This lovely, softer revival of beat poetry looks back on the hedonism of summers in the Hamptons.
With vivid settings and an audacious voice, Theodore M. Wandzilak’s collection The East Deck Motel and Selected Poetry offers a nostalgic, but complex, take on youth, death, and aging.
This appealing collection of wistful poems looks back on the hedonism of a young man’s summers in East Hampton and Montauk in the 1970s and how those moments altered him. The beaches of New England serve as the focal point in this examination of memory. Whether looking through not-so-rosy glasses at summer flings in movie theaters or recounting awe over a Moscow ballet, this collection is cheeky and insightful.
“Never Spoke” is the powerful opening poem, and includes poignant and repulsive images of everyday tragedies, including aging, unresolved regrets, and the inevitability of turning into one’s parents. The rhymed verse is entrancing, as are lines like “As she watched white walls turn to tar-stained yoke, / she never spoke.” Slant rhymes, like “I died her death of endless neglect,” make the piece a rhythmic standout with images that endure.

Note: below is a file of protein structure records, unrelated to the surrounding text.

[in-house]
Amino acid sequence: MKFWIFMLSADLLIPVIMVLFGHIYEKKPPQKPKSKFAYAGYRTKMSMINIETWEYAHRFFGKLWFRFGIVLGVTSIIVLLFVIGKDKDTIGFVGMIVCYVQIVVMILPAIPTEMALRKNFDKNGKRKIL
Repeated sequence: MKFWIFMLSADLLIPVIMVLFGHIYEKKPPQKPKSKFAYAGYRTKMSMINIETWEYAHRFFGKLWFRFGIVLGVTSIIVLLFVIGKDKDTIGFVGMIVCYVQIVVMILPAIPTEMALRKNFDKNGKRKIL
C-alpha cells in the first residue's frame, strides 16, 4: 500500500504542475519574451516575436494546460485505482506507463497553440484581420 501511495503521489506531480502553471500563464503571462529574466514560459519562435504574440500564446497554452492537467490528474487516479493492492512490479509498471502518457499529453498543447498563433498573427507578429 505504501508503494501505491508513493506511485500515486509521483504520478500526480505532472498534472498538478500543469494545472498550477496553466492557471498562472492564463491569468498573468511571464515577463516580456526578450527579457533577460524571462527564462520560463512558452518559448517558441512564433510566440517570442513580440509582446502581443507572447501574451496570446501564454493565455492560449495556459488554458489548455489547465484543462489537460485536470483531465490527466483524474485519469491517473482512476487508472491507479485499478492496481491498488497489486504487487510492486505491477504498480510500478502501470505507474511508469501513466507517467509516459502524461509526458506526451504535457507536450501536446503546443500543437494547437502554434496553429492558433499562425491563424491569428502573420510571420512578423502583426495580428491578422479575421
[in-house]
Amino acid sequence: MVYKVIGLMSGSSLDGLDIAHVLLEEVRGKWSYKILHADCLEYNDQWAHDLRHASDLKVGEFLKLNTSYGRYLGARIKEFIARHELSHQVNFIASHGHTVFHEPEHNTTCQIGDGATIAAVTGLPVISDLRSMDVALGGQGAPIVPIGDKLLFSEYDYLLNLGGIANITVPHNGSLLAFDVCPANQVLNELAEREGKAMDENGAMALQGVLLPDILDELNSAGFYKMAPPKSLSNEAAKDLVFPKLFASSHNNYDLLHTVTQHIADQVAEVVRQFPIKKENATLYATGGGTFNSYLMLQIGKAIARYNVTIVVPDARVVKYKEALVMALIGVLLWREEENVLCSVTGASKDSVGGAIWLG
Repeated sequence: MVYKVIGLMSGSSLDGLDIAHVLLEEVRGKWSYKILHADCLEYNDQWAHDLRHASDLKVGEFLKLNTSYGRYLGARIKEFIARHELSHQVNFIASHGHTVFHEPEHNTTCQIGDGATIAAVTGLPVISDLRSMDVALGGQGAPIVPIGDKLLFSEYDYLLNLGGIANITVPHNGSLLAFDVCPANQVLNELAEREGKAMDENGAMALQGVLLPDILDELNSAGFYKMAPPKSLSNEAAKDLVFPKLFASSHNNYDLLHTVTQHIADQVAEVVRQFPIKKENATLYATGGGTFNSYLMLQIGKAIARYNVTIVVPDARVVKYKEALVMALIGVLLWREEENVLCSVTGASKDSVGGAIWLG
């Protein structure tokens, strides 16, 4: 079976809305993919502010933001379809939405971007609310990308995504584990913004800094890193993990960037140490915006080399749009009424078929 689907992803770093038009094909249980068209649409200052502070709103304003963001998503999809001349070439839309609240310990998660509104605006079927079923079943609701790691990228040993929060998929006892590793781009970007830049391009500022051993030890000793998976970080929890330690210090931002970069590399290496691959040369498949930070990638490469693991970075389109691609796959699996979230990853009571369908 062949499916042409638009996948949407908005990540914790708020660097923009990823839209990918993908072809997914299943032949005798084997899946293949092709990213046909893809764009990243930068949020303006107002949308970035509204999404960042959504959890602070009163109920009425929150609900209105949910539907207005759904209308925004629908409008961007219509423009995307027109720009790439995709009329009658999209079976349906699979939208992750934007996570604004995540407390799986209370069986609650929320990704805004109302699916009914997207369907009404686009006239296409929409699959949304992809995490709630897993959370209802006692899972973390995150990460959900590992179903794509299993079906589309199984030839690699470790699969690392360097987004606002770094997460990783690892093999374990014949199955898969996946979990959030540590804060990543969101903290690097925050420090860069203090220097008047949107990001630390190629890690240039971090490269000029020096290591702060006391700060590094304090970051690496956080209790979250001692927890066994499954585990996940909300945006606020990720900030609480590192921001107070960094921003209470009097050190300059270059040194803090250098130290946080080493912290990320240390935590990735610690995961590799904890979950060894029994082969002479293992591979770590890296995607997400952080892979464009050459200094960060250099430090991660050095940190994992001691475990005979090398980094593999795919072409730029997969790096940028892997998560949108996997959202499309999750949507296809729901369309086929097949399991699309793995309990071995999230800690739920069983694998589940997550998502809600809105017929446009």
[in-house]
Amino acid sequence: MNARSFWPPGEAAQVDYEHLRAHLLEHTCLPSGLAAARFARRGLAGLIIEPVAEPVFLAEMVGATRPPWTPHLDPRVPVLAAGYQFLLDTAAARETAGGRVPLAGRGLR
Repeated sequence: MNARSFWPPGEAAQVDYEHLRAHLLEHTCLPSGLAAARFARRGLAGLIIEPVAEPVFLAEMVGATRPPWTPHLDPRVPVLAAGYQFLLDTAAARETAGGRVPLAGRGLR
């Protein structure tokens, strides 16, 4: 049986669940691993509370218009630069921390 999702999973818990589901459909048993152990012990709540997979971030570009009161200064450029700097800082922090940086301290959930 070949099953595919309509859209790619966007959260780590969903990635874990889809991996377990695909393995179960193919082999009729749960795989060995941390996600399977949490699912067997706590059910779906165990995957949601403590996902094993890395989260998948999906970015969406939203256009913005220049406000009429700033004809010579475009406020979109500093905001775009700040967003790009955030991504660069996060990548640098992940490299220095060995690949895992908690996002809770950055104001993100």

The collection draws inspiration from visceral beat poetry, as is evident in its unconventional yet rhythmic diction and its somewhat sexual and grotesque elements. “In Reverence of Lawrence Ferlinghetti” gestures to the revered, bearded beat poet with its lines about rejecting conventionality and not shaving. Though it seems rather tame for a homage to the man made famous by defending banned and “obscene” poetry, it is a charmingly rebellious poem and a reminder of the absurdity of convention.
“A Partial Autobiography” is one of the most powerful poems and is the poem most directly influenced by the beat poets. It features choppy construction and gory metaphors that beautifully show the humorous hopelessness of life, as its narrator looks back with awe and appreciation over wild times of indulgence and despair: “I was born with a remnant third nipple / I did not know what that meant for me.”
Other poems also feature this straightforward diction, with lines like “Lion Head Rock Road / My girlfriend liked the name” ably portraying the candor of youth. Uncomplicated metaphors like “my mother came back as an endless ringing telephone” are similarly memorable. There are also occasional moments of flowery syntax and sentimentality, though, as with “the plumeria fragrance pranced along the shore,” that fit unevenly within the rest of the collection.
The East Deck Motel is a lovely, softer revival of brazen beat poetry, appealing for its reminiscences.
Paige Van De Winkle
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